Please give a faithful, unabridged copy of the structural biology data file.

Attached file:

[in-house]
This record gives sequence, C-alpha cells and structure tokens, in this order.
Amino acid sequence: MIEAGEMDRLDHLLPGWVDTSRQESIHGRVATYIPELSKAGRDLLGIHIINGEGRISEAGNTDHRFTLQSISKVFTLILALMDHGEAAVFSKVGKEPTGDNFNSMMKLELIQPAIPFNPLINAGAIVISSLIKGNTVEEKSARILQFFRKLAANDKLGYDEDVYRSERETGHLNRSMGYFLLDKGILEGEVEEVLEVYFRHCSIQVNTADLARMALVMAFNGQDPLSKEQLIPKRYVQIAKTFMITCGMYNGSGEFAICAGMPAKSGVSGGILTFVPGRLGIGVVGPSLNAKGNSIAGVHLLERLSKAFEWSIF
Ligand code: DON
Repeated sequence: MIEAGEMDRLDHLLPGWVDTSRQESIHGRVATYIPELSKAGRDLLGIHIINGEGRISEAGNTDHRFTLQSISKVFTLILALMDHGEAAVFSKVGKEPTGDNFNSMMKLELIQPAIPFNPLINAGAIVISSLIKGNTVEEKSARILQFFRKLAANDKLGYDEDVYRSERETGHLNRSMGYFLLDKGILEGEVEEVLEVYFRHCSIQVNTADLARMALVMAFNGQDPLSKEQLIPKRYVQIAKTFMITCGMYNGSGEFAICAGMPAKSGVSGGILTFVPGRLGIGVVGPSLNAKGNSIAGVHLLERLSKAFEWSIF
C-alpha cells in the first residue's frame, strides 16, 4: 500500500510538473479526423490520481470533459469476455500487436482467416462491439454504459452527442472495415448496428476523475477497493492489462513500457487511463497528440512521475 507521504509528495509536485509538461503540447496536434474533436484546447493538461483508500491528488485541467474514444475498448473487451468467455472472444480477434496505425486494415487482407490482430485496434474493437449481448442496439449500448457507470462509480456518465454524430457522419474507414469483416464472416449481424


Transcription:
[in-house]
This record gives sequence, C-alpha cells and structure tokens, in this order.
Amino acid sequence: MIEAGEMDRLDHLLPGWVDTSRQESIHGRVATYIPELSKAGRDLLGIHIINGEGRISEAGNTDHRFTLQSISKVFTLILALMDHGEAAVFSKVGKEPTGDNFNSMMKLELIQPAIPFNPLINAGAIVISSLIKGNTVEEKSARILQFFRKLAANDKLGYDEDVYRSERETGHLNRSMGYFLLDKGILEGEVEEVLEVYFRHCSIQVNTADLARMALVMAFNGQDPLSKEQLIPKRYVQIAKTFMITCGMYNGSGEFAICAGMPAKSGVSGGILTFVPGRLGIGVVGPSLNAKGNSIAGVHLLERLSKAFEWSIF
Ligand code: DON
Repeated sequence: MIEAGEMDRLDHLLPGWVDTSRQESIHGRVATYIPELSKAGRDLLGIHIINGEGRISEAGNTDHRFTLQSISKVFTLILALMDHGEAAVFSKVGKEPTGDNFNSMMKLELIQPAIPFNPLINAGAIVISSLIKGNTVEEKSARILQFFRKLAANDKLGYDEDVYRSERETGHLNRSMGYFLLDKGILEGEVEEVLEVYFRHCSIQVNTADLARMALVMAFNGQDPLSKEQLIPKRYVQIAKTFMITCGMYNGSGEFAICAGMPAKSGVSGGILTFVPGRLGIGVVGPSLNAKGNSIAGVHLLERLSKAFEWSIF
C-alpha cells in the first residue's frame, strides 16, 4: 500500500510538473479526423490520481470533459469476455500487436482467416462491439454504459452527442472495415448496428476523475477497493492489462513500457487511463497528440512521475 507521504509528495509536485509538461503540447496536434474533436484546447493538461483508500491528488485541467474514444475498448473487451468467455472472444480477434496505425486494415487482407490482430485496434474493437449481448442496439449500448457507470462509480456518465454524430457522419474507414469483416464472416449481424